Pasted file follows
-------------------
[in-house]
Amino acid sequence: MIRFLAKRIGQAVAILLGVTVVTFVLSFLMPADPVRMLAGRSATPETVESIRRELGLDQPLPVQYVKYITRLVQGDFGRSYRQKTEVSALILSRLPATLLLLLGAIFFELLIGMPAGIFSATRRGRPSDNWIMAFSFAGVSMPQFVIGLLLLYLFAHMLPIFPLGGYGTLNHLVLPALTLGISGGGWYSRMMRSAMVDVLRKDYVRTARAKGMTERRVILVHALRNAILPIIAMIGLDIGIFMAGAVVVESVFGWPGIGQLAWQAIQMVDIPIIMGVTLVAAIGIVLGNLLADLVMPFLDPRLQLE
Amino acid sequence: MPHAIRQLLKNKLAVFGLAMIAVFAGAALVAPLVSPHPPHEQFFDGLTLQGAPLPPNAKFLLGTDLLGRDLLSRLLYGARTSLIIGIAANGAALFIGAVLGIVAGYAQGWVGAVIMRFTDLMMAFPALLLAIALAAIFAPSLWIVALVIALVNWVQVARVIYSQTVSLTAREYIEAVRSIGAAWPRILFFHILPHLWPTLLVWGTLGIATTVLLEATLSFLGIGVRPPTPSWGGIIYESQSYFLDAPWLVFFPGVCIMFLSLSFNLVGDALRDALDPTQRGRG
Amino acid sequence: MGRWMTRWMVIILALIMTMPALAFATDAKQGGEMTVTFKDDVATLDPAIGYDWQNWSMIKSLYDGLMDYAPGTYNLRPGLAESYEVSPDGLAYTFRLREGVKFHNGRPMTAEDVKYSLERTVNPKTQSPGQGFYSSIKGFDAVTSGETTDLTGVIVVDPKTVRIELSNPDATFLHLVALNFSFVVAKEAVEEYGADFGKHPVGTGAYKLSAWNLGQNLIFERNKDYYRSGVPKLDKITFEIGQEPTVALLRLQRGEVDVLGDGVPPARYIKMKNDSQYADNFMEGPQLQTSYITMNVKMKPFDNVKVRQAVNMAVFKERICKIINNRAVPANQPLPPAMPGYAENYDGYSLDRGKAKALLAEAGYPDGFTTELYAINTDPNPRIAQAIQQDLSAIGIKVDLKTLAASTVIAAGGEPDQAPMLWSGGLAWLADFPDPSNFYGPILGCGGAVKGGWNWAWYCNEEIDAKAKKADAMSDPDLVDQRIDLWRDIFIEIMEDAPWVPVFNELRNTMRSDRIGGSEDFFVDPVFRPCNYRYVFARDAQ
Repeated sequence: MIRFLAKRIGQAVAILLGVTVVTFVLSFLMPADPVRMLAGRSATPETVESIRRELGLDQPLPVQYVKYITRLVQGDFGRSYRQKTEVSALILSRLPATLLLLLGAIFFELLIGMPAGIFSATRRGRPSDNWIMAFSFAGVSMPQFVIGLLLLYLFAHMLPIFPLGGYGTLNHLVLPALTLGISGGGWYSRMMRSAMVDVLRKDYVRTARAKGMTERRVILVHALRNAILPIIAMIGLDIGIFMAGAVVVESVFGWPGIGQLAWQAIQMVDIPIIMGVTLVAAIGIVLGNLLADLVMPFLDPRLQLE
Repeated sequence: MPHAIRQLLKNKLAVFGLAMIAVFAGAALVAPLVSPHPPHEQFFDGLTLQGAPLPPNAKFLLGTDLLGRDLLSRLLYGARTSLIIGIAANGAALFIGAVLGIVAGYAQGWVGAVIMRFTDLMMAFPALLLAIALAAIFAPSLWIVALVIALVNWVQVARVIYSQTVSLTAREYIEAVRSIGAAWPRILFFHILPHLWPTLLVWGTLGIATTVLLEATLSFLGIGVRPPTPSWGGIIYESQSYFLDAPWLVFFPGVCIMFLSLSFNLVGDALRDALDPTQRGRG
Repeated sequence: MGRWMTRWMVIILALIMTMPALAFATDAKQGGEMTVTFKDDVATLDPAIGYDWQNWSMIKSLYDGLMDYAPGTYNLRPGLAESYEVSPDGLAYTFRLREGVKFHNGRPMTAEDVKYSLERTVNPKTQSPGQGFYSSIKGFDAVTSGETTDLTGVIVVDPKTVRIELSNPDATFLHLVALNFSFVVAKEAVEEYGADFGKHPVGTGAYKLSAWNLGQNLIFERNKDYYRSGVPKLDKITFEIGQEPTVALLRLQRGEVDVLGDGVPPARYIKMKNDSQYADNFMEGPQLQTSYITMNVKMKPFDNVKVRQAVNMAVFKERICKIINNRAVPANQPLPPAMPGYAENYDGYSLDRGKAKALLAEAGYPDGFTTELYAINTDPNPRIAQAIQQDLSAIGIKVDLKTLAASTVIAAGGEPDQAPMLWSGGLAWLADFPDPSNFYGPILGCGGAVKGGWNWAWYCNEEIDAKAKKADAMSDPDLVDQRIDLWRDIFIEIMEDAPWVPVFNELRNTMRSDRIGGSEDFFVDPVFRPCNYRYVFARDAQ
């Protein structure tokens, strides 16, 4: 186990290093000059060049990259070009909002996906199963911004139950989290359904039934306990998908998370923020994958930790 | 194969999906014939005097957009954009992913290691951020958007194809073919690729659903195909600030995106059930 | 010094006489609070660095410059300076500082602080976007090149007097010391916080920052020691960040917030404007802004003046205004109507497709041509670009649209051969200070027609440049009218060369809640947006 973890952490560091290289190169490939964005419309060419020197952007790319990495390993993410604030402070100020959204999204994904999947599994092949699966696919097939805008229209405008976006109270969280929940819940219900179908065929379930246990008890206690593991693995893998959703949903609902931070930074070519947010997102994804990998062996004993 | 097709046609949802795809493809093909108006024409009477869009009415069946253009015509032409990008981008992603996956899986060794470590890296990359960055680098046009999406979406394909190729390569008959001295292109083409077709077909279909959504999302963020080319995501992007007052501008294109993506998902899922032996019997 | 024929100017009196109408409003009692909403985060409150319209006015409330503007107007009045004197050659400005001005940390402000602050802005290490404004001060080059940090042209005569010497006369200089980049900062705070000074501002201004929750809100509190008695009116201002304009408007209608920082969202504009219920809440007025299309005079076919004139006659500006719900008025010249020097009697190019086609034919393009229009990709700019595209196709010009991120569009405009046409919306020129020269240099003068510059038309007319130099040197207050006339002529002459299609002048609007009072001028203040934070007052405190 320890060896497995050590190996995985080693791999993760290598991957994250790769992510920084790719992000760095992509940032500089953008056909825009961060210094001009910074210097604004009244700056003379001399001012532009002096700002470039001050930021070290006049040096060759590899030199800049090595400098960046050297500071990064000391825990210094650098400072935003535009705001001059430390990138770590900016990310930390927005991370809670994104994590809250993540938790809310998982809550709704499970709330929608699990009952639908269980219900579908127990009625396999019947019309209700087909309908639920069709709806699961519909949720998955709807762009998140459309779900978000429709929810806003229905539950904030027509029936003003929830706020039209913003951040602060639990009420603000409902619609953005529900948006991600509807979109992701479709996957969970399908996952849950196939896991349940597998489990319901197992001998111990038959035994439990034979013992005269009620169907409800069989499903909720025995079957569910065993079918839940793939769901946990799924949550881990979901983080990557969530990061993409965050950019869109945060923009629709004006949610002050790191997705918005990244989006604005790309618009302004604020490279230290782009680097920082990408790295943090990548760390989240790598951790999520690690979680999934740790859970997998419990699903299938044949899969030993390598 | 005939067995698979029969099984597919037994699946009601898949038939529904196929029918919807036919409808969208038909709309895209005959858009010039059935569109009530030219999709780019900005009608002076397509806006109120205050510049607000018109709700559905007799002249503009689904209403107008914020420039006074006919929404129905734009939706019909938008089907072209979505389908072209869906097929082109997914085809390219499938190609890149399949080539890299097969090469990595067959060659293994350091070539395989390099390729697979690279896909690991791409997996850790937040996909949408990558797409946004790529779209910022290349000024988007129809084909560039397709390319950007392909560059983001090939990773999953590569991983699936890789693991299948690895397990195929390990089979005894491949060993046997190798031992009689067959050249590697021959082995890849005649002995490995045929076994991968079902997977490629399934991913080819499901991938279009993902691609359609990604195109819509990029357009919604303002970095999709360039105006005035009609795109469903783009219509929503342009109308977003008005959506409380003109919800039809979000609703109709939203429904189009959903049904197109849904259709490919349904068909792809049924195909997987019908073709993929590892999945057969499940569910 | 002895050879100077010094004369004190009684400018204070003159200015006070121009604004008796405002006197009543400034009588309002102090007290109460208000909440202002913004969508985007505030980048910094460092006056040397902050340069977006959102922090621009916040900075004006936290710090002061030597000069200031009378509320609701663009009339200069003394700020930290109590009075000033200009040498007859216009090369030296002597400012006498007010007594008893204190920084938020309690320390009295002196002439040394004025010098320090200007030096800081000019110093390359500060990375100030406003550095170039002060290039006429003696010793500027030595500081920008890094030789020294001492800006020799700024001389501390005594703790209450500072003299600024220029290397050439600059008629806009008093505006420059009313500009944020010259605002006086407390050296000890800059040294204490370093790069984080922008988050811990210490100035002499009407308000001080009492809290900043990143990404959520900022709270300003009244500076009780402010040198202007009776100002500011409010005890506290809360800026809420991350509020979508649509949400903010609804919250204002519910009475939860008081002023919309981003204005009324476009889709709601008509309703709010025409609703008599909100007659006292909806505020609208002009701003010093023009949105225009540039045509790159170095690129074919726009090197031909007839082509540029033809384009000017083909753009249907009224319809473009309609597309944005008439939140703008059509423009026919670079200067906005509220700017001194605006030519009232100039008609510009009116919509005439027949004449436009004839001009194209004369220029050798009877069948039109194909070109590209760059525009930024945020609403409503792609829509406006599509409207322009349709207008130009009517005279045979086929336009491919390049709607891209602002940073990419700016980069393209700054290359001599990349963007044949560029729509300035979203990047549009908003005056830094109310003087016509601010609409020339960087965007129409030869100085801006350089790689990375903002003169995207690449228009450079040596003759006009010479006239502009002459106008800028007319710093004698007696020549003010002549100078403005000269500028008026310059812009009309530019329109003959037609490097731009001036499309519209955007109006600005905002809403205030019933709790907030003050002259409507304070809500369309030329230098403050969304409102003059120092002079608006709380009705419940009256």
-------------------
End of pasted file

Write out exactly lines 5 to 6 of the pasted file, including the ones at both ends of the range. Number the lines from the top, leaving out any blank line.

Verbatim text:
Repeated sequence: MIRFLAKRIGQAVAILLGVTVVTFVLSFLMPADPVRMLAGRSATPETVESIRRELGLDQPLPVQYVKYITRLVQGDFGRSYRQKTEVSALILSRLPATLLLLLGAIFFELLIGMPAGIFSATRRGRPSDNWIMAFSFAGVSMPQFVIGLLLLYLFAHMLPIFPLGGYGTLNHLVLPALTLGISGGGWYSRMMRSAMVDVLRKDYVRTARAKGMTERRVILVHALRNAILPIIAMIGLDIGIFMAGAVVVESVFGWPGIGQLAWQAIQMVDIPIIMGVTLVAAIGIVLGNLLADLVMPFLDPRLQLE
Repeated sequence: MPHAIRQLLKNKLAVFGLAMIAVFAGAALVAPLVSPHPPHEQFFDGLTLQGAPLPPNAKFLLGTDLLGRDLLSRLLYGARTSLIIGIAANGAALFIGAVLGIVAGYAQGWVGAVIMRFTDLMMAFPALLLAIALAAIFAPSLWIVALVIALVNWVQVARVIYSQTVSLTAREYIEAVRSIGAAWPRILFFHILPHLWPTLLVWGTLGIATTVLLEATLSFLGIGVRPPTPSWGGIIYESQSYFLDAPWLVFFPGVCIMFLSLSFNLVGDALRDALDPTQRGRG